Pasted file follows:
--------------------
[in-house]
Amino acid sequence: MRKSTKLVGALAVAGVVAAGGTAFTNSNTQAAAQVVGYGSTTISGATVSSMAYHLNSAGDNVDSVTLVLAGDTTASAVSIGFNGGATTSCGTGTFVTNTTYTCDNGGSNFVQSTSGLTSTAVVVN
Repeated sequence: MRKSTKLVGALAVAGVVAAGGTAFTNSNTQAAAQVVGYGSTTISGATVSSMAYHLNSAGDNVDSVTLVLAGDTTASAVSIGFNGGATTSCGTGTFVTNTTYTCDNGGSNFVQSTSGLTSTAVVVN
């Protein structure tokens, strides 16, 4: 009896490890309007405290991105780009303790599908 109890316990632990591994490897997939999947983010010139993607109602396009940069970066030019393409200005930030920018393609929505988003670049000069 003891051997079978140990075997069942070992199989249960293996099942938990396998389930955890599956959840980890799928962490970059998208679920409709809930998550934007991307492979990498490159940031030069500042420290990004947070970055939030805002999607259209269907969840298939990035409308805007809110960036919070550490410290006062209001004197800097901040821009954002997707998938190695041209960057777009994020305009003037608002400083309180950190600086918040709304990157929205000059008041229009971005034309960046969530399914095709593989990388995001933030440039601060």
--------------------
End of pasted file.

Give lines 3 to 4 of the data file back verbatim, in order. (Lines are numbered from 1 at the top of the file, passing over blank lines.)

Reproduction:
Repeated sequence: MRKSTKLVGALAVAGVVAAGGTAFTNSNTQAAAQVVGYGSTTISGATVSSMAYHLNSAGDNVDSVTLVLAGDTTASAVSIGFNGGATTSCGTGTFVTNTTYTCDNGGSNFVQSTSGLTSTAVVVN
């Protein structure tokens, strides 16, 4: 009896490890309007405290991105780009303790599908 109890316990632990591994490897997939999947983010010139993607109602396009940069970066030019393409200005930030920018393609929505988003670049000069 003891051997079978140990075997069942070992199989249960293996099942938990396998389930955890599956959840980890799928962490970059998208679920409709809930998550934007991307492979990498490159940031030069500042420290990004947070970055939030805002999607259209269907969840298939990035409308805007809110960036919070550490410290006062209001004197800097901040821009954002997707998938190695041209960057777009994020305009003037608002400083309180950190600086918040709304990157929205000059008041229009971005034309960046969530399914095709593989990388995001933030440039601060």